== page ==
Even though Swiss Steel Holding AG (VTX:STLN) posted strong earnings recently, the stock hasn't reacted in a large way. We looked deeper into the numbers and found that shareholders might be concerned with some underlying weaknesses.
A Closer Look At Swiss Steel Holding's Earnings
As finance nerds would already know, the accrual ratio from cashflow is a key measure for assessing how well a company's free cash flow (FCF) matches its profit. In plain english, this ratio subtracts FCF from net profit, and divides that number by the company's average operating assets over that period. The ratio shows us how much a company's profit exceeds its FCF.
Therefore, it's actually considered a good thing when a company has a negative accrual ratio, but a bad thing if its accrual ratio is positive. While it's not a problem to have a positive accrual ratio, indicating a certain level of non-cash profits, a high accrual ratio is arguably a bad thing, because it indicates paper profits are not matched by cash flow. That's because some academic studies have suggested that high accruals ratios tend to lead to lower profit or less profit growth.
Swiss Steel Holding has an accrual ratio of 0.30 for the year to December 2021. Therefore, we know that it's free cashflow was significantly lower than its statutory profit, raising questions about how useful that profit figure really is. Over the last year it actually had negative free cash flow of €227m, in contrast to the aforementioned profit of €50.1m. Coming off the back of negative free cash flow last year, we imagine some shareholders might wonder if its cash burn of €227m, this year, indicates high risk. However, that's not the end of the story. We can look at how unusual items in the profit and loss statement impacted its accrual ratio, as well as explore how dilution is impacting shareholders negatively. One positive for Swiss Steel Holding shareholders is that it's accrual ratio was significantly better last year, providing reason to believe that it may return to stronger cash conversion in the future. Shareholders should look for improved cashflow relative to profit in the current year, if that is indeed the case.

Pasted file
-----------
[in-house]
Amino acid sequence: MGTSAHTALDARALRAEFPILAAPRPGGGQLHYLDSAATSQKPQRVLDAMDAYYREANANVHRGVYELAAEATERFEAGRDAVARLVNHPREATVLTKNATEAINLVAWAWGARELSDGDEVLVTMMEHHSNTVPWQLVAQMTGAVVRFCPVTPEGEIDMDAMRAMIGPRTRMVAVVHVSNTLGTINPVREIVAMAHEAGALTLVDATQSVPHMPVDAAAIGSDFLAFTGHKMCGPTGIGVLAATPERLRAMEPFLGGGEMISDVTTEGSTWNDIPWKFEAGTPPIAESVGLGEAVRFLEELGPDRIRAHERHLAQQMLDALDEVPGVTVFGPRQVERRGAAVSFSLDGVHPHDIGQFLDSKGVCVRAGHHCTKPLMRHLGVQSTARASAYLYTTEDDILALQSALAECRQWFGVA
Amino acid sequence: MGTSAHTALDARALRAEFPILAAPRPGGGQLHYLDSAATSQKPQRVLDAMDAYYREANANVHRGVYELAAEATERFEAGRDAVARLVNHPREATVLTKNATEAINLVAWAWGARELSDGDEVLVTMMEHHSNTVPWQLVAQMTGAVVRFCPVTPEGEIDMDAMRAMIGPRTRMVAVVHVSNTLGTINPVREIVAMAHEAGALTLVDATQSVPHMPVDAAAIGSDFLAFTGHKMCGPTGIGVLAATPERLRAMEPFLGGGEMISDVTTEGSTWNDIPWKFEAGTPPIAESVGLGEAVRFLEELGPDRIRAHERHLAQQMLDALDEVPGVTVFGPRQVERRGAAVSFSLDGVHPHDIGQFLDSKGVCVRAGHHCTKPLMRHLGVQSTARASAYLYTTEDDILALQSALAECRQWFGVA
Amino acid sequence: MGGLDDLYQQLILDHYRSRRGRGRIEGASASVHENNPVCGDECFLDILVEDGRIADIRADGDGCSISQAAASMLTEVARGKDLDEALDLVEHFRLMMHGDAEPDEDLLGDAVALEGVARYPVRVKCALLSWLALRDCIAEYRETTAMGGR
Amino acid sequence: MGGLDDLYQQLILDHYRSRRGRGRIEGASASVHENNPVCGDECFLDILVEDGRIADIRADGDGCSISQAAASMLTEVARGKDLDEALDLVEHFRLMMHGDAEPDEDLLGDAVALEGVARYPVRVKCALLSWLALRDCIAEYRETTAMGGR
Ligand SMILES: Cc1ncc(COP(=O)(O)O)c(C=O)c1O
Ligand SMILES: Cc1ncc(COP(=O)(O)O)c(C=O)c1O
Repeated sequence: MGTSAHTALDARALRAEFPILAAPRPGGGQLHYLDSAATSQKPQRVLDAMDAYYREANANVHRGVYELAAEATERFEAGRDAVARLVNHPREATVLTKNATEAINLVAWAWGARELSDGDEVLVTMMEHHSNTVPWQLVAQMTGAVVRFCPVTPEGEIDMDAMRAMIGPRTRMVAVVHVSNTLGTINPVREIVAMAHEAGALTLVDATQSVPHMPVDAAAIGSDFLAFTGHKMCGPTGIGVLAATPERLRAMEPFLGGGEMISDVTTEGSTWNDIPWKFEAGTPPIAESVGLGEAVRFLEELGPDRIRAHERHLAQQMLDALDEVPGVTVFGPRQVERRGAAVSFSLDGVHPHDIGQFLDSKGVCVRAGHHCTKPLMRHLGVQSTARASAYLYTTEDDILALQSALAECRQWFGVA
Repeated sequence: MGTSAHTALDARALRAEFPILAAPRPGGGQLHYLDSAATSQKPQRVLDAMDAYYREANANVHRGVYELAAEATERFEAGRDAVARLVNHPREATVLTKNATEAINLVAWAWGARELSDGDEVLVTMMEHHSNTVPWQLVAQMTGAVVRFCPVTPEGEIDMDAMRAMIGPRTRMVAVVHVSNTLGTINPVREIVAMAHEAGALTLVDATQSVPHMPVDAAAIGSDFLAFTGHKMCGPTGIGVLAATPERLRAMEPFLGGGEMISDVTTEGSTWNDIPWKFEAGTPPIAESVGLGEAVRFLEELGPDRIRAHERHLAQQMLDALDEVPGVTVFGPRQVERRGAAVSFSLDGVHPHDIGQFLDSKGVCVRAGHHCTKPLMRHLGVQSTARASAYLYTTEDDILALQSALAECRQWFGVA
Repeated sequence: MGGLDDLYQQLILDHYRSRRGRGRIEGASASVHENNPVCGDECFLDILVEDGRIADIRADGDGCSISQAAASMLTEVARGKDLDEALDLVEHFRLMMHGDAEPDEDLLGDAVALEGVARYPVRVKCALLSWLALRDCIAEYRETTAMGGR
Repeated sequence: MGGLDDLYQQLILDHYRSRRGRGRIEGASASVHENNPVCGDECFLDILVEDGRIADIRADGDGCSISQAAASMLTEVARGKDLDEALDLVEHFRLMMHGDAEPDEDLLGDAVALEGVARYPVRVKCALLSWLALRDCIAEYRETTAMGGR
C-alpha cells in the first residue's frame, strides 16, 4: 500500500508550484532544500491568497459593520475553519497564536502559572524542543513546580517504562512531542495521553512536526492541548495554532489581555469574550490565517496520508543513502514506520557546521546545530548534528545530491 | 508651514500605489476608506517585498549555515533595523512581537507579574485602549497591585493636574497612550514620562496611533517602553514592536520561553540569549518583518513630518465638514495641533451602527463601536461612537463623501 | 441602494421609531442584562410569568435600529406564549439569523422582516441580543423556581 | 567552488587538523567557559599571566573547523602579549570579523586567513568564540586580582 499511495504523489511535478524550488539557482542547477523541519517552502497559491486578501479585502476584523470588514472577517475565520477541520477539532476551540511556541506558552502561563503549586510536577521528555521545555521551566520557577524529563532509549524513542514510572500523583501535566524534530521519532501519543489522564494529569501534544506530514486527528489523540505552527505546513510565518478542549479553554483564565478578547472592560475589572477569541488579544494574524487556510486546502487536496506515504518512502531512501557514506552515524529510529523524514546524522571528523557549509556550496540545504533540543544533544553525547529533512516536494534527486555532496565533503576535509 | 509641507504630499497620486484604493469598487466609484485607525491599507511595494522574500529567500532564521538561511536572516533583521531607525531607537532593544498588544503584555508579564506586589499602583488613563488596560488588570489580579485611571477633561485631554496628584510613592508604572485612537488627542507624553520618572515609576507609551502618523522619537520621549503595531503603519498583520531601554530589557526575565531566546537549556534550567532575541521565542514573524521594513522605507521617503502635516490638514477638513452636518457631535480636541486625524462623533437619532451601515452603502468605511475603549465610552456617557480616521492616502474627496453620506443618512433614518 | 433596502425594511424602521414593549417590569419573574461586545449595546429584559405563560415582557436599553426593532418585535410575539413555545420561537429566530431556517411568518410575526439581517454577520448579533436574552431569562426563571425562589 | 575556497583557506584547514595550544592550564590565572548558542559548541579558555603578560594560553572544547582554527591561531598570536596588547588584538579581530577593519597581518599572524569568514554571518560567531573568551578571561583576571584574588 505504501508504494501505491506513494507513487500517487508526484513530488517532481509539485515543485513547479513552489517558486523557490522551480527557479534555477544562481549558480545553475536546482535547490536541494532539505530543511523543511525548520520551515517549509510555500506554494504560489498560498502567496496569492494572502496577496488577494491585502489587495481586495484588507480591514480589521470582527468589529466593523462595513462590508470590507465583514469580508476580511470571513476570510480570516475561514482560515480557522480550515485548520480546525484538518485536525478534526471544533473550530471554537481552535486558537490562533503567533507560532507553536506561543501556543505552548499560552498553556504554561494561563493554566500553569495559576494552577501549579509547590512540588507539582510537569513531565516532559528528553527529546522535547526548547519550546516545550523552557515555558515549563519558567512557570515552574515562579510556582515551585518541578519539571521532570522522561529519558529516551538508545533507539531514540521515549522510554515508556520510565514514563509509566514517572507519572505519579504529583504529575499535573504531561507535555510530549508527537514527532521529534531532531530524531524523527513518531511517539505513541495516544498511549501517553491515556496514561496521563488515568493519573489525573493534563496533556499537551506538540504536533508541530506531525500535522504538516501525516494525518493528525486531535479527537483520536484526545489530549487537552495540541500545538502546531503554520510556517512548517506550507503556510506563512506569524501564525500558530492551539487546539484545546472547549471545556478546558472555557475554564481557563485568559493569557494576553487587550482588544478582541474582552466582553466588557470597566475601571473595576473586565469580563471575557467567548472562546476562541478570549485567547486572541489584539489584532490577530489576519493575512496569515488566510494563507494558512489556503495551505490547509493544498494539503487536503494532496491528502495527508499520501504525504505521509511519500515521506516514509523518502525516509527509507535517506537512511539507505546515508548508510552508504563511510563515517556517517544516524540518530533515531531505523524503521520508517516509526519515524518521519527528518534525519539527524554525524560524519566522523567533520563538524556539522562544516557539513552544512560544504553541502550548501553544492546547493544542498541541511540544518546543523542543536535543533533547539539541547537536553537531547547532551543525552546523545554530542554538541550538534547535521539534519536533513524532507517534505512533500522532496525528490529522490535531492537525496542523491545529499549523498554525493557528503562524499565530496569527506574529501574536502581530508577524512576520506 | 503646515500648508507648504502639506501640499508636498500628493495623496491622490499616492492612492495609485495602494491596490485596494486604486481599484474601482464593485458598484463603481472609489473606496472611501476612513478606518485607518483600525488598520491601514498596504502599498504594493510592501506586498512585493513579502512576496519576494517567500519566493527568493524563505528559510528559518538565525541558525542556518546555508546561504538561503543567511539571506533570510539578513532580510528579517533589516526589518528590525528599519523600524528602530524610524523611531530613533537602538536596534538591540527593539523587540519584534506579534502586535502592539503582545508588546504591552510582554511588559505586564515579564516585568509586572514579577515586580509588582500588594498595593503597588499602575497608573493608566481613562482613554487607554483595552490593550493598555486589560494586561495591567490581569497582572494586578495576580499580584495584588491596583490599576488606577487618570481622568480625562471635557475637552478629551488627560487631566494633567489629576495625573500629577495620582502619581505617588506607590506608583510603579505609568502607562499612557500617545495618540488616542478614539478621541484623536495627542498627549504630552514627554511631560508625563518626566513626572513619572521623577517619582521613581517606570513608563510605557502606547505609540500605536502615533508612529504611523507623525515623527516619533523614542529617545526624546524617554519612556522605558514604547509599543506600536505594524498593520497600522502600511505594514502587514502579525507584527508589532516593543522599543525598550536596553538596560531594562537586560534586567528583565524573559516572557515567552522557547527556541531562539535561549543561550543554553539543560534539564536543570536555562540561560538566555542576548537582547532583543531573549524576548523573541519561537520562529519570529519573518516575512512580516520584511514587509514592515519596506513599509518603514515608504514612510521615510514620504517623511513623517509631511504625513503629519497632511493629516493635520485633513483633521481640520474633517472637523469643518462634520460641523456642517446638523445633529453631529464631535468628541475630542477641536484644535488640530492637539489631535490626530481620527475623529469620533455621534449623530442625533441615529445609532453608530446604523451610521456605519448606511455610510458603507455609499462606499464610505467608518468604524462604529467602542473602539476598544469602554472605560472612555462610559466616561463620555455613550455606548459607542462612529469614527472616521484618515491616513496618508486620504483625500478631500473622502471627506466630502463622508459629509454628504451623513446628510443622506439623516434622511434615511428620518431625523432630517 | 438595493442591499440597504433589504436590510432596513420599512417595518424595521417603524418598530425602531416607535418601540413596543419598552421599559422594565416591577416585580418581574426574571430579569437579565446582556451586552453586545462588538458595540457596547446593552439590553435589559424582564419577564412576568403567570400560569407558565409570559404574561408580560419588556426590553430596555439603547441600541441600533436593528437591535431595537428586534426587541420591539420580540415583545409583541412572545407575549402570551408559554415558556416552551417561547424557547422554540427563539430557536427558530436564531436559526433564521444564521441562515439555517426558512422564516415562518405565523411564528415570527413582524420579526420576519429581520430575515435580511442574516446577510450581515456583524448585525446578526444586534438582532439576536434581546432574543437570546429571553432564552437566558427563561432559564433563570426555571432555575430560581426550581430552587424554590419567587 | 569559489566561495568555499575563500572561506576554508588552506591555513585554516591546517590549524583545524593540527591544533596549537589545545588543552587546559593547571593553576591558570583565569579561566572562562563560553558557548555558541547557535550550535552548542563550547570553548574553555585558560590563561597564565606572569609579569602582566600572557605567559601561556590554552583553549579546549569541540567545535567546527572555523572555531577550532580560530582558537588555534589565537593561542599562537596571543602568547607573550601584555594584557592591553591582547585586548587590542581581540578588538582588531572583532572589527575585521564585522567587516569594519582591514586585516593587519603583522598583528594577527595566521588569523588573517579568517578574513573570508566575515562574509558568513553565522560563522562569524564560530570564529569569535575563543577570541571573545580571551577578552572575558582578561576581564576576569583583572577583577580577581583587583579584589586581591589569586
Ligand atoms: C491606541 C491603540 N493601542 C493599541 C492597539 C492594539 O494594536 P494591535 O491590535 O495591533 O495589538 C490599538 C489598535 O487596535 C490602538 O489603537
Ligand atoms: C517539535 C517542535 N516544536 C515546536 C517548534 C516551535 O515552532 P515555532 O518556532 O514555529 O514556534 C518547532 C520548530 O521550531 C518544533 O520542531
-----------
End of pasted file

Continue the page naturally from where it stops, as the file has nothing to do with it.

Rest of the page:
Note: we always recommend investors check balance sheet strength. Click here to be taken to our balance sheet analysis of Swiss Steel Holding.
In order to understand the potential for per share returns, it is essential to consider how much a company is diluting shareholders. As it happens, Swiss Steel Holding issued 51% more new shares over the last year. Therefore, each share now receives a smaller portion of profit. To celebrate net income while ignoring dilution is like rejoicing because you have a single slice of a larger pizza, but ignoring the fact that the pizza is now cut into many more slices. Check out Swiss Steel Holding's historical EPS growth by clicking on this link.
How Is Dilution Impacting Swiss Steel Holding's Earnings Per Share? (EPS)
Three years ago, Swiss Steel Holding lost money. And even focusing only on the last twelve months, we don't have a meaningful growth rate because it made a loss a year ago, too. But mathematics aside, it is always good to see when a formerly unprofitable business come good (though we accept profit would have been higher if dilution had not been required). And so, you can see quite clearly that dilution is having a rather significant impact on shareholders.